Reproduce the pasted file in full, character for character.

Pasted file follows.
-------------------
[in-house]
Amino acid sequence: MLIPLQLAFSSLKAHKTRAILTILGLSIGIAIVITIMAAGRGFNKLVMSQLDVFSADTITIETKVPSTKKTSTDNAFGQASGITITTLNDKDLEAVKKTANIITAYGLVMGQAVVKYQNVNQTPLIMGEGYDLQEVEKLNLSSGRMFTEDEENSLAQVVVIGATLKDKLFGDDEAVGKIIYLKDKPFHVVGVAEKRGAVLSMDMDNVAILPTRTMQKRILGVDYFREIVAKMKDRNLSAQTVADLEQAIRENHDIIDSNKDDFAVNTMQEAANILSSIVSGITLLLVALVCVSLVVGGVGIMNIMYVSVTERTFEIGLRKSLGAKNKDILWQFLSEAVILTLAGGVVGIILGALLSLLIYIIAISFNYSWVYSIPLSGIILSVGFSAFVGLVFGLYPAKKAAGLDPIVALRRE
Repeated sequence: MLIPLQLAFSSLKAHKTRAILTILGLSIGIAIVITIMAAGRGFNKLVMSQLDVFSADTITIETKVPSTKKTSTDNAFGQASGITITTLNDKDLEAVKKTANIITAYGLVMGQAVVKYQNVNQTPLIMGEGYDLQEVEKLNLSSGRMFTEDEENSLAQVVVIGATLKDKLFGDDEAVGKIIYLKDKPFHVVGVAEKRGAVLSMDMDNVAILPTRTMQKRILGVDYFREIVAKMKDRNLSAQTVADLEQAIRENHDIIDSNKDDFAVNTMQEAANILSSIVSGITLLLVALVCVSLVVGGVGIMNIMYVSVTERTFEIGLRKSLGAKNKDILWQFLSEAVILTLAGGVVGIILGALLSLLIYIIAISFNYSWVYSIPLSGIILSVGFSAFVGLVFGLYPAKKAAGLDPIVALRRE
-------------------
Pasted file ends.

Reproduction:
[in-house]
Amino acid sequence: MLIPLQLAFSSLKAHKTRAILTILGLSIGIAIVITIMAAGRGFNKLVMSQLDVFSADTITIETKVPSTKKTSTDNAFGQASGITITTLNDKDLEAVKKTANIITAYGLVMGQAVVKYQNVNQTPLIMGEGYDLQEVEKLNLSSGRMFTEDEENSLAQVVVIGATLKDKLFGDDEAVGKIIYLKDKPFHVVGVAEKRGAVLSMDMDNVAILPTRTMQKRILGVDYFREIVAKMKDRNLSAQTVADLEQAIRENHDIIDSNKDDFAVNTMQEAANILSSIVSGITLLLVALVCVSLVVGGVGIMNIMYVSVTERTFEIGLRKSLGAKNKDILWQFLSEAVILTLAGGVVGIILGALLSLLIYIIAISFNYSWVYSIPLSGIILSVGFSAFVGLVFGLYPAKKAAGLDPIVALRRE
Repeated sequence: MLIPLQLAFSSLKAHKTRAILTILGLSIGIAIVITIMAAGRGFNKLVMSQLDVFSADTITIETKVPSTKKTSTDNAFGQASGITITTLNDKDLEAVKKTANIITAYGLVMGQAVVKYQNVNQTPLIMGEGYDLQEVEKLNLSSGRMFTEDEENSLAQVVVIGATLKDKLFGDDEAVGKIIYLKDKPFHVVGVAEKRGAVLSMDMDNVAILPTRTMQKRILGVDYFREIVAKMKDRNLSAQTVADLEQAIRENHDIIDSNKDDFAVNTMQEAANILSSIVSGITLLLVALVCVSLVVGGVGIMNIMYVSVTERTFEIGLRKSLGAKNKDILWQFLSEAVILTLAGGVVGIILGALLSLLIYIIAISFNYSWVYSIPLSGIILSVGFSAFVGLVFGLYPAKKAAGLDPIVALRRE